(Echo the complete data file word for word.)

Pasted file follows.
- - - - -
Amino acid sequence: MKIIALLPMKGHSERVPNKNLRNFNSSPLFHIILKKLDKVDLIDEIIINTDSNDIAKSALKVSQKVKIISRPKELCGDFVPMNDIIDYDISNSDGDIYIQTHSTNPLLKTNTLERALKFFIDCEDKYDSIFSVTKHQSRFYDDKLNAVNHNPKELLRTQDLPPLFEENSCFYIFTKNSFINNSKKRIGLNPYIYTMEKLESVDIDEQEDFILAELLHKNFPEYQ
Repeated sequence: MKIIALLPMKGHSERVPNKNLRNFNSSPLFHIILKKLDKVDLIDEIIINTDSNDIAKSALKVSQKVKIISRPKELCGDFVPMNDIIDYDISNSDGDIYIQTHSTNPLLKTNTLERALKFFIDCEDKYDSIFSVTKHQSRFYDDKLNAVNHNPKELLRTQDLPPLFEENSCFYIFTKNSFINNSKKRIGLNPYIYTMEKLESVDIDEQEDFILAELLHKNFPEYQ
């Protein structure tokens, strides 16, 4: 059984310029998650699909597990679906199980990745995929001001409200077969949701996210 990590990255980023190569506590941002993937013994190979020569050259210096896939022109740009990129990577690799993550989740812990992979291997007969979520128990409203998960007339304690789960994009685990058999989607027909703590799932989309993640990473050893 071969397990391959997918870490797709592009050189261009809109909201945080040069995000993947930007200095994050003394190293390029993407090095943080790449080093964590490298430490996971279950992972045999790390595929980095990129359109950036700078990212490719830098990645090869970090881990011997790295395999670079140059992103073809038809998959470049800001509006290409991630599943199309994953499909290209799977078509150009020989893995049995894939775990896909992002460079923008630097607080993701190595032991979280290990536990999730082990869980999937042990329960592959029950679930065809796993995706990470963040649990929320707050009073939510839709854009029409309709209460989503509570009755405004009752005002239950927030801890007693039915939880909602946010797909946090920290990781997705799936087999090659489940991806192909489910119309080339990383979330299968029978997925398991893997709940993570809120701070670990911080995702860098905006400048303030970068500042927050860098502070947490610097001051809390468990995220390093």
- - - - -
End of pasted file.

Amino acid sequence: MKIIALLPMKGHSERVPNKNLRNFNSSPLFHIILKKLDKVDLIDEIIINTDSNDIAKSALKVSQKVKIISRPKELCGDFVPMNDIIDYDISNSDGDIYIQTHSTNPLLKTNTLERALKFFIDCEDKYDSIFSVTKHQSRFYDDKLNAVNHNPKELLRTQDLPPLFEENSCFYIFTKNSFINNSKKRIGLNPYIYTMEKLESVDIDEQEDFILAELLHKNFPEYQ
Repeated sequence: MKIIALLPMKGHSERVPNKNLRNFNSSPLFHIILKKLDKVDLIDEIIINTDSNDIAKSALKVSQKVKIISRPKELCGDFVPMNDIIDYDISNSDGDIYIQTHSTNPLLKTNTLERALKFFIDCEDKYDSIFSVTKHQSRFYDDKLNAVNHNPKELLRTQDLPPLFEENSCFYIFTKNSFINNSKKRIGLNPYIYTMEKLESVDIDEQEDFILAELLHKNFPEYQ
């Protein structure tokens, strides 16, 4: 059984310029998650699909597990679906199980990745995929001001409200077969949701996210 990590990255980023190569506590941002993937013994190979020569050259210096896939022109740009990129990577690799993550989740812990992979291997007969979520128990409203998960007339304690789960994009685990058999989607027909703590799932989309993640990473050893 071969397990391959997918870490797709592009050189261009809109909201945080040069995000993947930007200095994050003394190293390029993407090095943080790449080093964590490298430490996971279950992972045999790390595929980095990129359109950036700078990212490719830098990645090869970090881990011997790295395999670079140059992103073809038809998959470049800001509006290409991630599943199309994953499909290209799977078509150009020989893995049995894939775990896909992002460079923008630097607080993701190595032991979280290990536990999730082990869980999937042990329960592959029950679930065809796993995706990470963040649990929320707050009073939510839709854009029409309709209460989503509570009755405004009752005002239950927030801890007693039915939880909602946010797909946090920290990781997705799936087999090659489940991806192909489910119309080339990383979330299968029978997925398991893997709940993570809120701070670990911080995702860098905006400048303030970068500042927050860098502070947490610097001051809390468990995220390093």